Friday, January 21, 2005

Inaugural Nonsense

I've lost count of how many times I've heard Old Media bemoaning the cost of President Bush's second inauguration. Pompous Pete Jennings made a point of calling the festivities "expensive" on ABC News last night.

Can anyone tell me the last time we had a cheap inauguration? Does anyone recall a previous president doling out box lunches to his inaugural guests, telling them to grab a soda pop and a seat on a picnic table bench? The problem today is, this was George W. Bush's inauguration, and as anyone in Old Media will tell you, everything the president does is one of three things:
1) just plain wrong, 2) badly wrong, or 3) terribly wrong.

Inauguration Day is an American tradition dating back two centuries. It's always been a celebration of our democratic process, something worth lavishing some money on in the opinion of the vast majority of Americans. Even during the Great Depression, Franklin D. Roosevelt enjoyed his Inauguration Day festivities. I've never heard so much whining about the costs until now. OK, so Bill Clinton's $33 million party was less than the estimated $40 million for George W. Bush. Nobody in Mainstream Media likes to mention that the cost of all the parties is privately funded by donors and the Republican party. Neither do they care to mention that Clinton spent more than twice that amount on his joy trips to China and Vietnam. And those were only two of Clinton's "expensive" globe-trotting jaunts.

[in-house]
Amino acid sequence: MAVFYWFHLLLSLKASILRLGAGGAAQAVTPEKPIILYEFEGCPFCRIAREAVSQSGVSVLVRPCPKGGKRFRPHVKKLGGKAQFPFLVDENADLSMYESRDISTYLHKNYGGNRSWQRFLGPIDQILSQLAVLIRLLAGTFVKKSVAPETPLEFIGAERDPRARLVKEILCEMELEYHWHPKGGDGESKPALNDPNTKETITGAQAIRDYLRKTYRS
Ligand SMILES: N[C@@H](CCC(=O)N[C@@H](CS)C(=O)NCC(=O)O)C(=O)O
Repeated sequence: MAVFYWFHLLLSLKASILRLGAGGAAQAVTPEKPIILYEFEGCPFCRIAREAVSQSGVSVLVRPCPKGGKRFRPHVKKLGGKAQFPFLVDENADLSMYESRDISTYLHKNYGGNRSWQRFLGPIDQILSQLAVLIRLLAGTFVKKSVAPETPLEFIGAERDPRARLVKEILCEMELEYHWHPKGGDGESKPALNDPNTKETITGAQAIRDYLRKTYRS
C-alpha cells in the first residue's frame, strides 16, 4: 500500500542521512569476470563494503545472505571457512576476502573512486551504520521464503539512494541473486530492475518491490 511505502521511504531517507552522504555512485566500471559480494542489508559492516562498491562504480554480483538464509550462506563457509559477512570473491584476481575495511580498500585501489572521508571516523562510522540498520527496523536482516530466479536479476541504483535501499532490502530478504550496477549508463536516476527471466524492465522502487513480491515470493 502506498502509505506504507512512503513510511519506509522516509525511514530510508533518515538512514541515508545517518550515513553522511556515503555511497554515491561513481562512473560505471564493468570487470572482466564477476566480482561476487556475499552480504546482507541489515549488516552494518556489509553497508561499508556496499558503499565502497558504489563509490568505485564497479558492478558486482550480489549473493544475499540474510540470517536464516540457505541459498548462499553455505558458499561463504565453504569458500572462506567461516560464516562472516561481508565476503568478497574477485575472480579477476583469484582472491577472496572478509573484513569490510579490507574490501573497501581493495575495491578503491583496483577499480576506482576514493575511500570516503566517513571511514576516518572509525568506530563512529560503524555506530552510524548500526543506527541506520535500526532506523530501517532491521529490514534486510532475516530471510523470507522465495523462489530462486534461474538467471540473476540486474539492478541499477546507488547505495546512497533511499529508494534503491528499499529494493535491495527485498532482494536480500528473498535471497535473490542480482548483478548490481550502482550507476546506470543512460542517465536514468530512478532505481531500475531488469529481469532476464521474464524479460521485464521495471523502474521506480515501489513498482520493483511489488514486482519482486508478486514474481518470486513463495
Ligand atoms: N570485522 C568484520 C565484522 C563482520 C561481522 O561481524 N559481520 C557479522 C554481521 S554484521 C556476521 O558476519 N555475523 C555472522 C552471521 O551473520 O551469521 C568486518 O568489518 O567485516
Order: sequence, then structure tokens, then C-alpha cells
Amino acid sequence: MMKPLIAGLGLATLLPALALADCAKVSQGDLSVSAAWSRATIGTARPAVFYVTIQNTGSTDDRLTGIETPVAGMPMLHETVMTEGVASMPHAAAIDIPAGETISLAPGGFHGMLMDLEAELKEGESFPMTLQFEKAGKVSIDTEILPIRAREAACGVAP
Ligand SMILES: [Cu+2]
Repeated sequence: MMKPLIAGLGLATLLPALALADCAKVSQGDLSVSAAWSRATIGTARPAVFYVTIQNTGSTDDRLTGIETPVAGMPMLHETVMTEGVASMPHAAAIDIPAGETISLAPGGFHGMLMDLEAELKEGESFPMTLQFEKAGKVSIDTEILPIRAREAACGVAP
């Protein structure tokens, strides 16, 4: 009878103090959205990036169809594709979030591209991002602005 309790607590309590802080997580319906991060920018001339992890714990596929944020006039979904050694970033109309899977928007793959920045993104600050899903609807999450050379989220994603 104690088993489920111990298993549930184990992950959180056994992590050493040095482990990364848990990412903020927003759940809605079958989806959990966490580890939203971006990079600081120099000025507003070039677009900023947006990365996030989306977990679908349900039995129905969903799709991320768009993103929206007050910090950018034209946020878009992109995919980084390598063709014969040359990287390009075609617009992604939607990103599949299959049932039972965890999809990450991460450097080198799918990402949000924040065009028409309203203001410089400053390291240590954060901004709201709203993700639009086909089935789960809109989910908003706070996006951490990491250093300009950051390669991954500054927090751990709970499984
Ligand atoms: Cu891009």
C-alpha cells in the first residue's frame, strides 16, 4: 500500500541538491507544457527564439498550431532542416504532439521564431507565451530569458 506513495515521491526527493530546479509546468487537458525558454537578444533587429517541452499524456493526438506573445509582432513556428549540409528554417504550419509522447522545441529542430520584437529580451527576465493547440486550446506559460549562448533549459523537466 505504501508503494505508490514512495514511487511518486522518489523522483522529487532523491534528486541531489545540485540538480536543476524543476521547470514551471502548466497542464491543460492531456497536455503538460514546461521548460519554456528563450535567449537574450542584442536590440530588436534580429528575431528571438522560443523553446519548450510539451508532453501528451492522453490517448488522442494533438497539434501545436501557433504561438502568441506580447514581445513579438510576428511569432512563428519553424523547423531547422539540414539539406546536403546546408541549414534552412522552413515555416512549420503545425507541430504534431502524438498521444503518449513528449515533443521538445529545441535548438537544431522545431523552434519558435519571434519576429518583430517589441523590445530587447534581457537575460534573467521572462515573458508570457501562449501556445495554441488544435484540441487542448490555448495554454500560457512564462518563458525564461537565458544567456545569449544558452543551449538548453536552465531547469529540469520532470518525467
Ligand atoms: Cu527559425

I'm weary of all the fingers constantly pointing blame at our president, even on a time-honored day intended to be full of joy and hope for him and for our nation. Personally, I don't care how much the privately-funded parties cost--he was entitled to them, and I'm glad he was able to enjoy them.

One other thing, Old Media. Despite your fascination with the protestors, to the detriment of your coverage of the president's inaugural address, that was one terrific speech. The time may soon come when you'll wish you had paid it more attention. According to the plummeting network television ratings, your own exclusive "Day of Fire" is fast approaching.